Regulation 208/2014 imposes an asset freeze on all funds and economic resources belonging to, owned, held or controlled by designated persons/entities/or bodies. Consequently, all funds and economic resources belonging to, owned, held or controlled by any designated persons/entities or bodies shall be frozen and it is prohibited for any funds or economic resources to be made available, directly or indirectly to or for the benefit of those designated individuals/entities or bodies. The latter prohibition is subject to a limited exception that permits the crediting of frozen accounts by financial or credit institutions that receive funds transferred by third parties onto the account of a designated person/entity or body provided that any additions to those accounts will also be frozen and that the financial or credit institution informs the relevant competent authority about any such transaction without delay. Further exceptions apply in respect of payments into the frozen accounts of designated individuals/entities or bodies where those payments relate to (a) interest or other earnings on those accounts; (b) payments due under contracts/agreements/obligations that were concluded or arose before the date on which the designated occurred; or (c) payments due under legal decisions in a Member State or enforceable in the Member State. However, any and all such funds must also be frozen.

It is also expressly prohibited to participate knowingly and intentionally in activities whose object or effect is to circumvent the prohibitions outlined above.

As with previous asset freezes imposed by the European Union it is possible to derogate from the prohibitions in certain, specified circumstances, subject to authorisation from the competent authorities of Member States. The specified circumstances are where those funds are necessary to satisfy the basic needs of a designated person (to include payments for food, housing, medical needs), where the funds are used exclusively for the payment of reasonable professional fees/legal expenses, where the funds are used exclusively for the payment of fees or service charges for the routine holding or maintenance of the frozen funds/economic resources or where the funds are necessary for extraordinary expenses. This latter ground requires additional notification by the relevant competent authority to the competent authorities of the other Member States and the Commission.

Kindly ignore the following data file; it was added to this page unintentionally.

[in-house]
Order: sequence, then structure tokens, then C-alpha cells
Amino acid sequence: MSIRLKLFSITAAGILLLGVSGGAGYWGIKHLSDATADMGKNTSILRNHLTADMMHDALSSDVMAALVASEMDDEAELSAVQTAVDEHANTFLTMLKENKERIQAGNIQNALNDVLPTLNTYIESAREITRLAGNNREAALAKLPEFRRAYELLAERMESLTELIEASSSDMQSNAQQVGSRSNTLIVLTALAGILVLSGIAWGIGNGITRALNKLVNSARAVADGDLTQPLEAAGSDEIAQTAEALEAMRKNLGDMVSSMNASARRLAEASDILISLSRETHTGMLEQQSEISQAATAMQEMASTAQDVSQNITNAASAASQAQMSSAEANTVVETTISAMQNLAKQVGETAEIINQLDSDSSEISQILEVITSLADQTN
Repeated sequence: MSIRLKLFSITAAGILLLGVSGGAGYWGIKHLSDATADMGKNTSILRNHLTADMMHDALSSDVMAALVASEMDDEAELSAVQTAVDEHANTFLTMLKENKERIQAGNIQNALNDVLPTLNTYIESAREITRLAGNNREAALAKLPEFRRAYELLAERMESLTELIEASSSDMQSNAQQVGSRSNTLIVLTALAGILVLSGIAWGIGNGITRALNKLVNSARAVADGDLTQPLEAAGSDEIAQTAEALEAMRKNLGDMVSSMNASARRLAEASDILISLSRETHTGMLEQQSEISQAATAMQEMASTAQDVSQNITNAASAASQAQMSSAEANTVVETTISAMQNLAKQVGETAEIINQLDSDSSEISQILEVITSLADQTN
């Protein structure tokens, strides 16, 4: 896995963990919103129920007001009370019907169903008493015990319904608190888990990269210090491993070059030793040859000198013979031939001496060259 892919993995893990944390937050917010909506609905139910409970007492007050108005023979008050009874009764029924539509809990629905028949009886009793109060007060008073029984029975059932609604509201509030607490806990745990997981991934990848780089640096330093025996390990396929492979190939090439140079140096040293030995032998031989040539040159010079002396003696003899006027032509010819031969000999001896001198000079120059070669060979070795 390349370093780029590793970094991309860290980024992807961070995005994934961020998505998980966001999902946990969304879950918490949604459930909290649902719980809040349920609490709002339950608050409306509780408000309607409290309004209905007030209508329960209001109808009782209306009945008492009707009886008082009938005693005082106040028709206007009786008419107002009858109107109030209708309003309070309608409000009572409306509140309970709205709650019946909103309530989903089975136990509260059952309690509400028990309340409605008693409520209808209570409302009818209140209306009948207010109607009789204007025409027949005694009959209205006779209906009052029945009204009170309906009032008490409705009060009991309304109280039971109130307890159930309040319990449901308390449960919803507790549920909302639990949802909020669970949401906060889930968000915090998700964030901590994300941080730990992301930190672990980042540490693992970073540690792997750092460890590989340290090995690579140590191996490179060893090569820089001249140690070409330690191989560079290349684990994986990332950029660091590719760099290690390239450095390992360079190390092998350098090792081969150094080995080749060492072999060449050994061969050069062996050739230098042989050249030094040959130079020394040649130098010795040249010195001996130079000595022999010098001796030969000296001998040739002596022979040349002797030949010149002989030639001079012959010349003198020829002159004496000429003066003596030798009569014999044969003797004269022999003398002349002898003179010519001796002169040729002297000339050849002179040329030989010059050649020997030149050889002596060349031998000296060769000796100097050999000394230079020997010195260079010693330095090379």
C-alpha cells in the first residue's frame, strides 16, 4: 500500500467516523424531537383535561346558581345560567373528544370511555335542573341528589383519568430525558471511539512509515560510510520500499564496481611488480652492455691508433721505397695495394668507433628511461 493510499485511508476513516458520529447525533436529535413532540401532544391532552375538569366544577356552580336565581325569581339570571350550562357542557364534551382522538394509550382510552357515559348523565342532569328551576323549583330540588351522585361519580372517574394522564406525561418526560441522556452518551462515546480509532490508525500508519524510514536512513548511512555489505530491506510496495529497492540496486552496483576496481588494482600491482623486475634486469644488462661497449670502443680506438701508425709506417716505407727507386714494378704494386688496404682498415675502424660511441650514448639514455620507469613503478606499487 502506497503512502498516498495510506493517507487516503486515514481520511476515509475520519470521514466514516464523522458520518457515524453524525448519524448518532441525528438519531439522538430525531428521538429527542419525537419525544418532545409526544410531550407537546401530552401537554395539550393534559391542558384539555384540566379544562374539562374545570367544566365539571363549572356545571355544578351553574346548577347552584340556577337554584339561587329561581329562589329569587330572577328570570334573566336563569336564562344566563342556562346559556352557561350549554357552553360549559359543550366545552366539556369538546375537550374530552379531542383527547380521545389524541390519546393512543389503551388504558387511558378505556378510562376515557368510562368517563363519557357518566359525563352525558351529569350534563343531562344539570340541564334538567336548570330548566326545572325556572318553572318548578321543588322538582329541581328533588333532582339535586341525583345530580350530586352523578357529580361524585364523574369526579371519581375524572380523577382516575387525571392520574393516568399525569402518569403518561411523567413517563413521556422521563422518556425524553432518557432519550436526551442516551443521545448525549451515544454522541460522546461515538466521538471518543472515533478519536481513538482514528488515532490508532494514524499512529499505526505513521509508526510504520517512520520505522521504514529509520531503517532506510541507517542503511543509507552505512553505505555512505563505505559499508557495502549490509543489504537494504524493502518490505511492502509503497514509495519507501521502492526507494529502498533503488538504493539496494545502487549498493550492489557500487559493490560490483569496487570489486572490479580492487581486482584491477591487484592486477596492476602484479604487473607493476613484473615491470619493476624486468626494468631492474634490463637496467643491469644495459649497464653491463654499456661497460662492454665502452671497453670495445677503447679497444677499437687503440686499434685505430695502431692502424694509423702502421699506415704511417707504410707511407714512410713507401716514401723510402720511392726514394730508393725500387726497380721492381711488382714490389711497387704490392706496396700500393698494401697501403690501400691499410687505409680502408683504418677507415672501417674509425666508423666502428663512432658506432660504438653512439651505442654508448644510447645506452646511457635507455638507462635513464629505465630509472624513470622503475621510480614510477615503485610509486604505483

Further derogations apply with respect to funds necessary to satisfy certain legal claims against a designated person/entity/body and in respect of payments due by designated persons/entities/bodies under contracts/agreements which were concluded by, or under an obligation that arose, prior to the date on which the designation occurred.

The designated persons/entities/or bodies are set out in Annex I and include Viktor Yanukovych together with other leading members of the former Ukrainian government including the former Prosecutor General, Head of Security Service, Minister of Justice and certain of their associates/relatives. While the recitals to the Regulation state that the designated persons/entities or bodies are those who have been identified by the Council as being responsible for the misappropriation of Ukrainian State funds and persons responsible for human rights violations in Ukraine and those individuals/entities or bodies associated with them, the statement of reasons provided in respect of all 18 designated individuals makes reference to the misappropriation of funds only.

The Regulation entered into force on 6 March 2014.

Source,  Clyde & Co